State Attorney Ayala calls Gov. Scott's decision to reassign 21 death penalty cases 'abuse of power'

ORANGE COUNTY, Fla. — Gov. Rick Scott has issued executive orders Monday to reassign 21 first-degree murder cases in State Attorney Aramis Ayala’s district to State Attorney Brad King.

The move comes weeks after Ayala’s announcement that she will not seek the death penalty while she’s in office.

Scott’s office said the orders were “in the interest of justice.”

“Each of these cases I am reassigning represents a horrific loss of life. The families who tragically lost someone deserve a state attorney who will take the time to review every individual fact and circumstance before making such an impactful decision,” Scott said.

Ayala's office said it was unaware of Scott's decision to reassign the cases until it heard about it from reporters Monday.

"Ms. Ayala remains steadfast in her position the governor is abusing his authority and has compromised the independence and integrity of the criminal justice system," spokeswoman Eryka Washington said in a media release.

Read: Scott doubles down on decision to remove Ayala from Loyd's case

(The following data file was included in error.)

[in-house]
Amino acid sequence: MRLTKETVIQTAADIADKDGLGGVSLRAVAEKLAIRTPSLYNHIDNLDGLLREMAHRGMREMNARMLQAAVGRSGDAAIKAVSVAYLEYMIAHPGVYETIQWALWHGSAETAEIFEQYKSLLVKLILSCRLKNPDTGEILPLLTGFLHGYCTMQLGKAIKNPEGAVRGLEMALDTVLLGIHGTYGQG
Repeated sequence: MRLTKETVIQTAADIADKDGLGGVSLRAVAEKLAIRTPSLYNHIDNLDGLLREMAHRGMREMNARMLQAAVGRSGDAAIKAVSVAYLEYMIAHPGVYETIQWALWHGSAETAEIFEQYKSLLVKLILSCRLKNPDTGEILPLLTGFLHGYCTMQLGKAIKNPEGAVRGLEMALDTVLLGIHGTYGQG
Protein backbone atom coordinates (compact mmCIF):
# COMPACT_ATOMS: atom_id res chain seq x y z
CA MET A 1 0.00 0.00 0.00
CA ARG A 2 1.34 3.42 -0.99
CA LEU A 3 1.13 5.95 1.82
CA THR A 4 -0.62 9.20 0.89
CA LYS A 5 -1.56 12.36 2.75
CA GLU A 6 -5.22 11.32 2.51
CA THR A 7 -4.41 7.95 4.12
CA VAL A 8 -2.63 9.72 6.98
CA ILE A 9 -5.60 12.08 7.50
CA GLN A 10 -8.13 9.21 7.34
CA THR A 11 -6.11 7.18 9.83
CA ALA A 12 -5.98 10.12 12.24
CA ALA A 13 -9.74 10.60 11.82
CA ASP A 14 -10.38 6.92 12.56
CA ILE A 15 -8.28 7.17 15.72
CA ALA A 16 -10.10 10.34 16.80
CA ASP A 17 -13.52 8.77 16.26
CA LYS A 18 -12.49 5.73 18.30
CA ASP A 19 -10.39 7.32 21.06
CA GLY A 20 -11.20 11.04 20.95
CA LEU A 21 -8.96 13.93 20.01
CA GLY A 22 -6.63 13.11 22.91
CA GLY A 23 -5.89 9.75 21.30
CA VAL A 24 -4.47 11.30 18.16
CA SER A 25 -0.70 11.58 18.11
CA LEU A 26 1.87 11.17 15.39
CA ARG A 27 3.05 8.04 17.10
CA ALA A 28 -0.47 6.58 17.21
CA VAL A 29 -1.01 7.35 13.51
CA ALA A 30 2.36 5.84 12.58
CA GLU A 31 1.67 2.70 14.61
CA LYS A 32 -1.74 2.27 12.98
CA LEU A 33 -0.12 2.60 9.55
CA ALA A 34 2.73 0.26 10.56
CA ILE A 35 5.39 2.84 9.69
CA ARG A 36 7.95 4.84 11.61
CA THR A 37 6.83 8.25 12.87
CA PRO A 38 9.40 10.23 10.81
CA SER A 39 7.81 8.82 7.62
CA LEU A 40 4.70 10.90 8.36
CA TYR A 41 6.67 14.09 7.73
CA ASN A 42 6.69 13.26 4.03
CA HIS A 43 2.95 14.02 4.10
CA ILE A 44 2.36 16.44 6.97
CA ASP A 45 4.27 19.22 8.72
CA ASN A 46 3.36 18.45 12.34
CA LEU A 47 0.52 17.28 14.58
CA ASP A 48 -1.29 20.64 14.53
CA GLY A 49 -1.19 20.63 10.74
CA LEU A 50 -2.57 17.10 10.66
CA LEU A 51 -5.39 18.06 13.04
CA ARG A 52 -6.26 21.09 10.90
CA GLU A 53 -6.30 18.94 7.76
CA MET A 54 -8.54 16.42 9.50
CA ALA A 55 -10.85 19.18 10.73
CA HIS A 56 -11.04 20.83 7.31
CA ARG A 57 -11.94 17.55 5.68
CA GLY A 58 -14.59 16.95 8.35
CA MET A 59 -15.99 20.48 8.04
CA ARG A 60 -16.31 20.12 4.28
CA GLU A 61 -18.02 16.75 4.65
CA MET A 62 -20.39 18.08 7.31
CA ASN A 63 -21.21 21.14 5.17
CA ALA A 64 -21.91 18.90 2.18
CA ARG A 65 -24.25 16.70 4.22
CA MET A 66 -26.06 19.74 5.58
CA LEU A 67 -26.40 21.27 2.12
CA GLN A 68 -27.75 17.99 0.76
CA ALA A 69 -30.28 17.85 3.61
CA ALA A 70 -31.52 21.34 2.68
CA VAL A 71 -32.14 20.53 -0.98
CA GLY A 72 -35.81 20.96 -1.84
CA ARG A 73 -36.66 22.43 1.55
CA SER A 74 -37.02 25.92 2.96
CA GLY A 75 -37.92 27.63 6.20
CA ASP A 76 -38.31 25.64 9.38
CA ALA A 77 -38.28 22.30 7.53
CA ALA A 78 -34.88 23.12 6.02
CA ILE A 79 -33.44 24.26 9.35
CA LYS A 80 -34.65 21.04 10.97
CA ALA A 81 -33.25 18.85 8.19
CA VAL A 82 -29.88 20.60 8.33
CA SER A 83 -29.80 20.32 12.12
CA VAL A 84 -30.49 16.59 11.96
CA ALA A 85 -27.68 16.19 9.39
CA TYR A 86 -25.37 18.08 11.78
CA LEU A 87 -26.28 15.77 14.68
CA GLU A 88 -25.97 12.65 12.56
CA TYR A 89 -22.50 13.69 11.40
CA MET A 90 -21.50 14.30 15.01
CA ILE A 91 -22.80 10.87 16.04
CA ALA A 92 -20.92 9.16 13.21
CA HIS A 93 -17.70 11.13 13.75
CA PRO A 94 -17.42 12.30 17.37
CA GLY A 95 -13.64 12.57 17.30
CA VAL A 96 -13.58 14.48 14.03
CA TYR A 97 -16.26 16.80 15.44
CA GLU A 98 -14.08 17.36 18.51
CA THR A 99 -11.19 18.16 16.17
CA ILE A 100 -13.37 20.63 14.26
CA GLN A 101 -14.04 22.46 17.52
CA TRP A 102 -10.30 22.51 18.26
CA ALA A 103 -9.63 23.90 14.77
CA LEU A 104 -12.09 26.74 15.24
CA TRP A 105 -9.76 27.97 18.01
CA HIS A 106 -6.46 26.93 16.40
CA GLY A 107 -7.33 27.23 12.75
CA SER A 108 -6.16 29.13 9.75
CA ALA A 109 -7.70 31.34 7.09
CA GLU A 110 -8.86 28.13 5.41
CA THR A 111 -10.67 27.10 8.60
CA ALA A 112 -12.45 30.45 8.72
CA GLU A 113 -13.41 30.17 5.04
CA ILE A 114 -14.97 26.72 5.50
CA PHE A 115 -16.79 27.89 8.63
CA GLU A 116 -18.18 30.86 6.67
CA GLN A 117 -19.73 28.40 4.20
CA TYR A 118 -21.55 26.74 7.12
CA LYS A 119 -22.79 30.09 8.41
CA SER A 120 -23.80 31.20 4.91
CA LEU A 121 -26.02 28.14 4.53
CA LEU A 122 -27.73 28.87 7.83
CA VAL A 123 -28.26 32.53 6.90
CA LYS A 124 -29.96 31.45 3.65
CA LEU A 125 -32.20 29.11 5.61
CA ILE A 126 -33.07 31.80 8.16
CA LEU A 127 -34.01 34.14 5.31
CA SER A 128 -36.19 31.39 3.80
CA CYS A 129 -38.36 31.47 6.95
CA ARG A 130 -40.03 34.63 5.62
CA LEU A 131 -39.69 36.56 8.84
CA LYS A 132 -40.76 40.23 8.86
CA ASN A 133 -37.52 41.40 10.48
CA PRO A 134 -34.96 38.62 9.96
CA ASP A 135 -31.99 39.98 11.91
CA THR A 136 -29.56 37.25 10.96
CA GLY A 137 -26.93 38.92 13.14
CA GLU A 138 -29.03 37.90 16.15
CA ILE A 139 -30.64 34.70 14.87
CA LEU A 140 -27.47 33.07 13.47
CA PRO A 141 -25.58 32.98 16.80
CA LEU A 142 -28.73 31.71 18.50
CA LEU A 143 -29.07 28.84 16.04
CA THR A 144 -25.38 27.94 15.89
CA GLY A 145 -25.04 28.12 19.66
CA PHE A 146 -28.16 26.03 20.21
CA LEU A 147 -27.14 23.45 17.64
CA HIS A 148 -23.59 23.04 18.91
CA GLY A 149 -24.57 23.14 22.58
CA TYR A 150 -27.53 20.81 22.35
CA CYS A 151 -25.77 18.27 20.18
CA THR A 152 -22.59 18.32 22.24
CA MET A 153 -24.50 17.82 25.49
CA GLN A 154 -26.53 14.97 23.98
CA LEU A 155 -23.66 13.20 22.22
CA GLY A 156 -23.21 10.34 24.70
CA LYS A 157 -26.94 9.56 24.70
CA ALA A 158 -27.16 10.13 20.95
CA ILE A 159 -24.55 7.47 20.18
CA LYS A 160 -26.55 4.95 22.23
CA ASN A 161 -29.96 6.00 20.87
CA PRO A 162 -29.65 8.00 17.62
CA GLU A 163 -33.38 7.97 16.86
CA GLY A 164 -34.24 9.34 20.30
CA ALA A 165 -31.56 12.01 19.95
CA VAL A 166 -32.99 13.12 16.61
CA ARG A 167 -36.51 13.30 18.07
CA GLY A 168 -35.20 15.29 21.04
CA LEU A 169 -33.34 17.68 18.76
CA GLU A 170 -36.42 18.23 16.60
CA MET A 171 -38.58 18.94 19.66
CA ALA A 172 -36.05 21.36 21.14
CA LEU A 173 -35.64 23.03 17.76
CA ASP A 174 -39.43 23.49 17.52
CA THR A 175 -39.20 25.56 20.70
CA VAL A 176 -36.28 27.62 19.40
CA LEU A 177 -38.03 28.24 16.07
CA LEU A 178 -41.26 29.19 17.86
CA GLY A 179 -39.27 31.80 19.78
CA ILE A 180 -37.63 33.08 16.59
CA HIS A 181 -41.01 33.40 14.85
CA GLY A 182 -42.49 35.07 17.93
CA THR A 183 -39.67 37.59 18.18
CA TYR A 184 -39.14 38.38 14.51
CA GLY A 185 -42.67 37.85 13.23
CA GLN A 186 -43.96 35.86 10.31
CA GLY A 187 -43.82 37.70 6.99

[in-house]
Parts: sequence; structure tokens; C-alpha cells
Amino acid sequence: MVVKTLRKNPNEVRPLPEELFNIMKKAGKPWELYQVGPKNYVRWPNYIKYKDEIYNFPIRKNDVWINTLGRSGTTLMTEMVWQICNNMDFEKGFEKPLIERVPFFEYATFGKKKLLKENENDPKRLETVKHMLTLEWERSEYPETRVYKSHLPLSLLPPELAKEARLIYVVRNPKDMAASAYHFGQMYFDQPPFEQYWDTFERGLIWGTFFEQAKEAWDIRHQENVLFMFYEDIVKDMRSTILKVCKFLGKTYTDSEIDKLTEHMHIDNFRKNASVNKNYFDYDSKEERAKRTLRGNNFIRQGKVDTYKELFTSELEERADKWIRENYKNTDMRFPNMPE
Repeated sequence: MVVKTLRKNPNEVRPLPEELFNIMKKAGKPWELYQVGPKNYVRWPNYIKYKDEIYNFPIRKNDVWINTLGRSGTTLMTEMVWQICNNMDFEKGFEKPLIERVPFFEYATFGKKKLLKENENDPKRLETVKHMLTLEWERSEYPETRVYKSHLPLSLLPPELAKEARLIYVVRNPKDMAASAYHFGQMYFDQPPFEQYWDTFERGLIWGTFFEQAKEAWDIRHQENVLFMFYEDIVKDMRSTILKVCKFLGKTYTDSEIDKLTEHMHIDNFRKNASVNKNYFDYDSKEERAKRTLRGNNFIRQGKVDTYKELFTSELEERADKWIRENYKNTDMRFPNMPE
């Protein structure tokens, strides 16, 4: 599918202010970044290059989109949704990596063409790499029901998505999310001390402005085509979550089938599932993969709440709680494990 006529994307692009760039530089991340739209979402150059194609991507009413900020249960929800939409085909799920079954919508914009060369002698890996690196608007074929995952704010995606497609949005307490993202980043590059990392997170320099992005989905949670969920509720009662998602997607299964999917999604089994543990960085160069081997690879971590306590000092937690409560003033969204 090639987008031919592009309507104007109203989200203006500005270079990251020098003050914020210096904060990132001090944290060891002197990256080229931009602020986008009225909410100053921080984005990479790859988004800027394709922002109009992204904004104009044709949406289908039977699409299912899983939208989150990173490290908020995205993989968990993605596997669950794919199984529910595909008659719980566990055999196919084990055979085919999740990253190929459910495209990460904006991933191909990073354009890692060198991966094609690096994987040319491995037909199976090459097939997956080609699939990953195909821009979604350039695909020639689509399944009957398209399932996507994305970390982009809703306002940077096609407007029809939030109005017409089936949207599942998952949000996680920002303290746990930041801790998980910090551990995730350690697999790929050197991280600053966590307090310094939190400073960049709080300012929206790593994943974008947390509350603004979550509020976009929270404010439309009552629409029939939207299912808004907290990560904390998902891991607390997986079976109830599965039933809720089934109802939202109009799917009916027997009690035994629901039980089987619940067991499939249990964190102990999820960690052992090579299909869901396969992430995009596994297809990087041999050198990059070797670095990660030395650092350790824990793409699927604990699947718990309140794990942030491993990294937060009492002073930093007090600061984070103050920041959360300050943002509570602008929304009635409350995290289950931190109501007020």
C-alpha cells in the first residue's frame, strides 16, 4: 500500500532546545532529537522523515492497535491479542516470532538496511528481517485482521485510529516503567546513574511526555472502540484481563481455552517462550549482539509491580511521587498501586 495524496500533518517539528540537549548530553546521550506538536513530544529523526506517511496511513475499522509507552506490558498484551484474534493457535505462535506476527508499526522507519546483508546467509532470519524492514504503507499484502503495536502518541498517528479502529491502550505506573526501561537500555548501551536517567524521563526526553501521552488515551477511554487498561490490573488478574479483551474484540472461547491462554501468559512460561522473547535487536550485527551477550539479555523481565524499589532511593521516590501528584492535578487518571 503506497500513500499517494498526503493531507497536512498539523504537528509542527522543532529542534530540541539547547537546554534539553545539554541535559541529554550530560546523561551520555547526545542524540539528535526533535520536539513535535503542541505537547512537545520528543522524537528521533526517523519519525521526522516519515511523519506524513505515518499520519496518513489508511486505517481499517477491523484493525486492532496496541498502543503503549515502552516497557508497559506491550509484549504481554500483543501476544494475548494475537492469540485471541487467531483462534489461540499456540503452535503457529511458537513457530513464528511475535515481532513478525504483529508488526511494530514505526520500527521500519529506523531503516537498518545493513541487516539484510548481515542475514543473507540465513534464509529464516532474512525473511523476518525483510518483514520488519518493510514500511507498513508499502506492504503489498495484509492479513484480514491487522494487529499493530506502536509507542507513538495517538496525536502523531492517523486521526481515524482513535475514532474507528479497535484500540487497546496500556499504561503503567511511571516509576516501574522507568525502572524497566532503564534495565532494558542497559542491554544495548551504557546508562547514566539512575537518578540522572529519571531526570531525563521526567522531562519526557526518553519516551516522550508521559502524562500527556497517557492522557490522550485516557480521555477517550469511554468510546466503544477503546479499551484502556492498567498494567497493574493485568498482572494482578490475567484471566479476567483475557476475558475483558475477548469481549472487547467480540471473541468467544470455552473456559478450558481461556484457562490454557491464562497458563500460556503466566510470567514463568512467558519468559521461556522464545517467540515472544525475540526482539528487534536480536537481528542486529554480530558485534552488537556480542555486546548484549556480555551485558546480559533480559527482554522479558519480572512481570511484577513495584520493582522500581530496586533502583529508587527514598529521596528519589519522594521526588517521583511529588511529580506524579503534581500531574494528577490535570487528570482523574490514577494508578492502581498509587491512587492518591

Markeith Loyd's case had already been reassigned to King.

Loyd is accused of shooting and killing his pregnant ex-girlfriend and an Orlando police lieutenant.

A suspect in one of the 21 cases was in court Monday as the governor made the announcement.

Juan Rosario is accused of killing Elena Ortega, 83, and setting her house on fire.

His trial is set for April 17.

"I believe you have to stand down until Mr. King makes any decisions," the judge told the prosecutor in Rosario's case Monday during court.

Attorney Roger Weeden has two cases affected by the governor’s decision—Roasrio’s and Loyd’s.

Weeden thinks the governor has gone over the line.

“To interject the thoughts and philosophies of a prosecutor to another circuit, to impost their position on Orange County and Osceola County, is totally improper,” said Weeden. “The community should be outraged by the that.”

But the governor is within the law to issue the orders.

King’s office will look at some of the cases, and Attorney General Pam Bondi’s office has offered to provide support staff.

Orange County Sheriff Jerry Demings released the following statement in reaction to Scott's executive orders:

"It is not my place to second-guess Gov. Rick Scott nor Orange/Osceola State Attorney Aramis Ayala. It is the responsibility of the courts to determine jurisdictional authority.

However, I believe prosecutors should listen to the wishes of the families of murder victims when determining whether to seek the death penalty unde3r Florida's current laws."

Here is some of WFTV's previous coverage of some of the 21 cases: